The Section 4 enacts that the Appropriate Government is empowered to appoint such Conciliation Officers, as many persons, as it thinks fit to mediate in and promote settlement of industrial disputes. The appointment is to be made by notification in the Official Gazette. Such an officer can be appointed for a specified area or for a particular industry as the case may be. The word conciliation means the intervention of a mediator with a view to bring the parties to an agreement. Conciliation Officers are to make all such things and suggestions as appear to them proper and fit to bring the parties to an agreement or to induce them for the settlement of the dispute by amicable agreement. The importance of this Officer or the machinery is that iit is another step toward the prevention of the industrial disputes and settling them between the parties. The position of Conciliation Officer under the Industrial Dispute Act, is an independent agency created with a view to promote industrial peace by making available governmental facilities in the process of collective bargaining. It was held in Jaswant Sugar Mills v. Laxmi Chand20 that the Conciliation Officers duties are administrative and not judicial thus, he is not required to observe the formalities of a judicial trial. In D.C.M. Chemicals Employees Lokhit Congress v. Delhi Administration21, the Delhi High Court held that there is no legal duty cast on the Conciliation Officer to intervene in the matter till some action is taken against the workman and the workman has a grievance to that effect. It has been held in The General Manager, Security Paper Mill v. R. S. Sharma 22 that Section 12(1) requires a conciliation officer to hold conciliation proceedings in the prescribed manner where an industrial dispute exists or apprehended.

20 21

(1963) 1 LLJ. 524 S.C. (1983) 1 LLJ 309 22 1986 Lab. I.C 667

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Duties of Conciliation Officer

Section 12 lays down the following duties of Conciliation Officer:(1) Where any industrial dispute exists or is apprehended, the conciliation officer may, or where the dispute relates to a public utility service and a notice under Section 22 has been given, shall, hold conciliation proceedings in the prescribed manner. (2) The Conciliation Officer shall, for the purpose of bringing about a settlement of the dispute, without delay, investigate the dispute and all matters affecting the merits and the right settlement thereof and may do all such things as he thinks fit for the purpose of inducing the parties to come to a fair and amicable settlement of the dispute. (3) If a settlement of the dispute or of any of the matters in dispute is arrived at in the course of the conciliation proceedings the conciliation officer shall send a report thereof to the appropriate Government [or an officer authorized in this behalf by the appropriate Government] together with a memorandum of the settlement signed by the parties to the dispute. (4) If no such settlement is arrived at, the conciliation officer shall, as soon as practicable after the close of the investigation, send to the appropriate Government a full report setting forth the steps taken by him for ascertaining the facts and circumstances relating to the dispute and for bringing about settlement thereof, together with a full statement of such facts and circumstances, and the reasons on account of which, in his opinion, a settlement could not be arrived at. (5) If, on a consideration of the report referred to in sub-section (4), the appropriate Government is satisfied that there is a case for reference to a Board, [Labour Court, Tribunal or National Tribunal], it may make such reference. Where the appropriate Government does not make such a reference it shall record and communicate to the parties concerned its reasons therefor.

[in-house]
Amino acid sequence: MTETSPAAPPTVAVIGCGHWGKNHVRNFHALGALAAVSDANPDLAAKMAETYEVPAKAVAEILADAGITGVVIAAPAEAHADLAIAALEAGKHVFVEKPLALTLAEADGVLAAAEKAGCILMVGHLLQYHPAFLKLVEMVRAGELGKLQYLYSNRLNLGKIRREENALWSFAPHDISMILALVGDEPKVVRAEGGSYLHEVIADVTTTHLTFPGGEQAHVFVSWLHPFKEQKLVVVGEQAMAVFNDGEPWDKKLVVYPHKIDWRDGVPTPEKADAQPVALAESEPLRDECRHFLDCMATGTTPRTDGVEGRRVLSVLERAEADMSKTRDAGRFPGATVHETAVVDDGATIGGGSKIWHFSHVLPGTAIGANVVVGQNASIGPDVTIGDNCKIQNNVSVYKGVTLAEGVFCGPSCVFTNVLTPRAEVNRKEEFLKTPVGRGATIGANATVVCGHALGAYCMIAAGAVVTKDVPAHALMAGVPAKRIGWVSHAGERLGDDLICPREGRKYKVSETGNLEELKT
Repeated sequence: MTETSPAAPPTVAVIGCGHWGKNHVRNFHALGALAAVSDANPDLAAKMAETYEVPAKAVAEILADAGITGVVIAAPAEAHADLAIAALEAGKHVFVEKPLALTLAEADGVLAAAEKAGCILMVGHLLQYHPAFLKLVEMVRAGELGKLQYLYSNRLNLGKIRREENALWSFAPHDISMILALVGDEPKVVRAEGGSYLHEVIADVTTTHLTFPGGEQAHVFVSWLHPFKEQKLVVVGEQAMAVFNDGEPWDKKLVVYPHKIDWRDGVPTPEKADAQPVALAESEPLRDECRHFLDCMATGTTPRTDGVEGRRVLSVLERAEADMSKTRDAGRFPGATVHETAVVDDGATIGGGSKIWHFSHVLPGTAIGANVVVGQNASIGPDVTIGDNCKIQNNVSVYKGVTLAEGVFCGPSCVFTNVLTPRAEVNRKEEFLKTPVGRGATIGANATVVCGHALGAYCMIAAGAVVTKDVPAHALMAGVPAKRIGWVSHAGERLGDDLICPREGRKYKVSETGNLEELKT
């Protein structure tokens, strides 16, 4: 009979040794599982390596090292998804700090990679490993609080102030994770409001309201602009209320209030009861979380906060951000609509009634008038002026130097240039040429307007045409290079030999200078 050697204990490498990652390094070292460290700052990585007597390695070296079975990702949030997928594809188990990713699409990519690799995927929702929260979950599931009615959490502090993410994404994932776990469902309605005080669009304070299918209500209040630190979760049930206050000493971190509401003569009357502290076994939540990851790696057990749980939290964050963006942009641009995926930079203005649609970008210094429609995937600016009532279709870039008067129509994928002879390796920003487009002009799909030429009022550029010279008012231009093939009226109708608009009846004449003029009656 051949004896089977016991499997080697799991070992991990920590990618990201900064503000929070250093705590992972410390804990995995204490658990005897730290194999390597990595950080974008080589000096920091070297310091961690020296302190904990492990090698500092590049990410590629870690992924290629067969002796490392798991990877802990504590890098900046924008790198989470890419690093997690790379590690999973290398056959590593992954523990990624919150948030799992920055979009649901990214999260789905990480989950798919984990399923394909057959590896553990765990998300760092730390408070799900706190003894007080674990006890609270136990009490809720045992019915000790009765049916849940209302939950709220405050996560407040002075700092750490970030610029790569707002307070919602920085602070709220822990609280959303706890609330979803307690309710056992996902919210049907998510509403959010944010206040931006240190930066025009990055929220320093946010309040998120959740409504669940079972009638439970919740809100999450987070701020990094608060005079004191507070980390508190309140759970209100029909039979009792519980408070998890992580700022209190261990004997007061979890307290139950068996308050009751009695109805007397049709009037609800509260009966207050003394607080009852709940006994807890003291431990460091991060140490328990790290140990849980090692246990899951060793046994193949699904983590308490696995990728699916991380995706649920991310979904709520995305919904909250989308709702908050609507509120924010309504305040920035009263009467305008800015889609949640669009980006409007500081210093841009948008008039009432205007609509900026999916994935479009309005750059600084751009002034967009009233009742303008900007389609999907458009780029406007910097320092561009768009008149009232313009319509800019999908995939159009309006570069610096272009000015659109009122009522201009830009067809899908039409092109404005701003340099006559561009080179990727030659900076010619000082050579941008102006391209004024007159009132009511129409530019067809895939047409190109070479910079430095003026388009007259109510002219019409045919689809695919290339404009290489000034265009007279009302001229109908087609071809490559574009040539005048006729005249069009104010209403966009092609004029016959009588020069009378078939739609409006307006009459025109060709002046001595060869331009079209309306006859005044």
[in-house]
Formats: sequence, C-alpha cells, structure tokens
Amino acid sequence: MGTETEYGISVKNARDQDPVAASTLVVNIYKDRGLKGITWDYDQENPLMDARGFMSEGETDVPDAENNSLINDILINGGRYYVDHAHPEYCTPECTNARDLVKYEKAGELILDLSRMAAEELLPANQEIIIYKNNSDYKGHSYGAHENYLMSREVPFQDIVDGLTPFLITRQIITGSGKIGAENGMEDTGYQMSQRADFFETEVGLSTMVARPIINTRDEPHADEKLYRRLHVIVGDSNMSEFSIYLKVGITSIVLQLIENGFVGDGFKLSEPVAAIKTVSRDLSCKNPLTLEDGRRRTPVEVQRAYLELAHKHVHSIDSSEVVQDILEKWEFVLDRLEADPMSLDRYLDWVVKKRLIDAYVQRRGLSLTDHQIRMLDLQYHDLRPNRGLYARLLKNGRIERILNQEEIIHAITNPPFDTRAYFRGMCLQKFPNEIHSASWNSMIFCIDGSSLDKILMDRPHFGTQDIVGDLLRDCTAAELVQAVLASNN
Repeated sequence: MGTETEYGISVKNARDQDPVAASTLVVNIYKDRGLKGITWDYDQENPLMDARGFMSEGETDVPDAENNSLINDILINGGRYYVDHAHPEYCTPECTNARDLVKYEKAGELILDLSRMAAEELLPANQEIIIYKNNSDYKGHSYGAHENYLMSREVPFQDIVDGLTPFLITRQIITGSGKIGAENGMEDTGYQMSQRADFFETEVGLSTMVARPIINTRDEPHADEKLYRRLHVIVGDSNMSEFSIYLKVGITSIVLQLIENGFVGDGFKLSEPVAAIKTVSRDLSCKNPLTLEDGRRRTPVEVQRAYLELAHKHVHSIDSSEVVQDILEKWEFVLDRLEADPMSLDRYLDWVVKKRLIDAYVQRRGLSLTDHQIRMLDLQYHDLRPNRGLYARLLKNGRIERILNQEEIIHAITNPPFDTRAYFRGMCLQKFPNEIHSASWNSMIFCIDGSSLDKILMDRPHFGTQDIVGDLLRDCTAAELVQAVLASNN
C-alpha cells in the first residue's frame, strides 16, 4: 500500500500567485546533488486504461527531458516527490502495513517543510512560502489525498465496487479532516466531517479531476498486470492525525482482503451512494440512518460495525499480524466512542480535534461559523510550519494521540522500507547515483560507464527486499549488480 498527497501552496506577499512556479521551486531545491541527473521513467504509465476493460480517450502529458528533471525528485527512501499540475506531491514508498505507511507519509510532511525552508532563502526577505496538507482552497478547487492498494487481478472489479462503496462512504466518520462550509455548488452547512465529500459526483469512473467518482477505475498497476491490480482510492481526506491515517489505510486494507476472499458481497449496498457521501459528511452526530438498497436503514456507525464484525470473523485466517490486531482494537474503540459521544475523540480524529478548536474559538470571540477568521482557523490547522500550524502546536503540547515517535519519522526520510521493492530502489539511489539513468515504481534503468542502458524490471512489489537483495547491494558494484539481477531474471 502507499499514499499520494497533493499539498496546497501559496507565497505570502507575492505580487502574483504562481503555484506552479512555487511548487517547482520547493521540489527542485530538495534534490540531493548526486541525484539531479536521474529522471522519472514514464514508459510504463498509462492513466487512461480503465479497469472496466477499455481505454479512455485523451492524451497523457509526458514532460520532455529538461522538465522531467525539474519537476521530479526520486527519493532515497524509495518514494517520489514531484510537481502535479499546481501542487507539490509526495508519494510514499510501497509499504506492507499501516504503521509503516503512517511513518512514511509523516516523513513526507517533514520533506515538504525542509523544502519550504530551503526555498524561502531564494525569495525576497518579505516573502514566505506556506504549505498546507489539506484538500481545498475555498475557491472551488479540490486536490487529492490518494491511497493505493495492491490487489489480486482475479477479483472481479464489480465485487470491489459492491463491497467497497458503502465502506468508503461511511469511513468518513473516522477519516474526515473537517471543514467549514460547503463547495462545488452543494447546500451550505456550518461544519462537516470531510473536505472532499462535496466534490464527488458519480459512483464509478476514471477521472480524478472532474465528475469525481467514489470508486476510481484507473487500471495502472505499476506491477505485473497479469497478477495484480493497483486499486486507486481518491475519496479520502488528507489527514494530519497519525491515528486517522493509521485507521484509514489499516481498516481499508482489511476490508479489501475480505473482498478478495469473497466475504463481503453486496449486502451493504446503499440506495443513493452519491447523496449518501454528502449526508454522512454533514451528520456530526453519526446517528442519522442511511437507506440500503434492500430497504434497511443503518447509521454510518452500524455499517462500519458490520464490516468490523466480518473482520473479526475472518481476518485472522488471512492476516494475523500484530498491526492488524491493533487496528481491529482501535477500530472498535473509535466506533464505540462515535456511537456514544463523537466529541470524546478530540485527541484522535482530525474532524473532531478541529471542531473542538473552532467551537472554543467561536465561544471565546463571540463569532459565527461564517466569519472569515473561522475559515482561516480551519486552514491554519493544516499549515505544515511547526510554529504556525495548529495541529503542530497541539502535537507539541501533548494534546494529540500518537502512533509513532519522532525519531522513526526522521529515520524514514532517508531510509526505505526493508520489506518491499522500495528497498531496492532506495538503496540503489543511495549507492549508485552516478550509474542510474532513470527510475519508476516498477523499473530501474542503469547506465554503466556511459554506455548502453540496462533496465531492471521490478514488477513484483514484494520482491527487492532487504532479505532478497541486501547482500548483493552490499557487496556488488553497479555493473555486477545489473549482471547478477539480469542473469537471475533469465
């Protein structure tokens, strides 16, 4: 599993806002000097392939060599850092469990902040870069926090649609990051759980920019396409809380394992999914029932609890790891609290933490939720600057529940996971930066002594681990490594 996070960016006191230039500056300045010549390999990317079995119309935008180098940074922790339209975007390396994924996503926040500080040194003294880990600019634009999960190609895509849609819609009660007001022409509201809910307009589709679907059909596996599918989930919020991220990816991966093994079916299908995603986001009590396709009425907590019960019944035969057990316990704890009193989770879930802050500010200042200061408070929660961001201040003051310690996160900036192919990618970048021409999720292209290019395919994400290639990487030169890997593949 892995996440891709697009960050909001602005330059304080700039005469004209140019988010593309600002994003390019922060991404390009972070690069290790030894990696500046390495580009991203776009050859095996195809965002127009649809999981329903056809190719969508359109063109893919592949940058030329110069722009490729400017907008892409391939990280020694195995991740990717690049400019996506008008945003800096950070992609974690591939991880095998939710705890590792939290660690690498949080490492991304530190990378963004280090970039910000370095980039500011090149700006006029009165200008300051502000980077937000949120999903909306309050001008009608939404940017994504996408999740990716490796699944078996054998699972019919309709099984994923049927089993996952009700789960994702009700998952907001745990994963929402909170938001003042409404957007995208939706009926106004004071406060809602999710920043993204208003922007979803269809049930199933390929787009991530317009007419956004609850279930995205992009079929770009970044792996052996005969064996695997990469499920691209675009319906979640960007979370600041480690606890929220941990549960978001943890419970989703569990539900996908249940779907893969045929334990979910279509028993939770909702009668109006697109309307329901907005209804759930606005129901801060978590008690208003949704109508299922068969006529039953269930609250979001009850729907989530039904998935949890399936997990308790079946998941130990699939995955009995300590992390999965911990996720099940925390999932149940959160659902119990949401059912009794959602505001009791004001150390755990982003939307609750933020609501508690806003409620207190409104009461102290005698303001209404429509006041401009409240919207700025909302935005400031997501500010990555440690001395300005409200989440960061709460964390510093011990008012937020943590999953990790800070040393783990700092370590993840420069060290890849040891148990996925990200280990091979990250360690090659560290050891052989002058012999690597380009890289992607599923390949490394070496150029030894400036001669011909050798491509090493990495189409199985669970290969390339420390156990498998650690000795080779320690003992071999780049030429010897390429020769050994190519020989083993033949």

(6) A report under this section shall be submitted within fourteen days of the commencement of the conciliation proceedings or within such shorter period as may be fixed by the appropriate Government.

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The duty of a Conciliation Officer is not judicial but administrative. He has to investigate the dispute and do all such things as he thinks fit for the purpose of inducing the parties to arrive at a fair and amicable settlement of the dispute Royal Calcutta Golf Club Mazdoor Union v. State.23

B. Board of Conciliation
Section 5 provides that the Appropriate Government may constitute a Board of Conciliation for promoting the settlement of an industrial dispute. The Board shall consist of a chairman and two or four members as the Government thinks fit. The chairman shall be an independent person. The quorum for conducting the proceedings is two where the strength is three and three where the strength is five. The other members shall be appointed in equal numbers to represent the two parties. Each party is to recommend the names of their representatives, but if this is not done, the government shall select the members.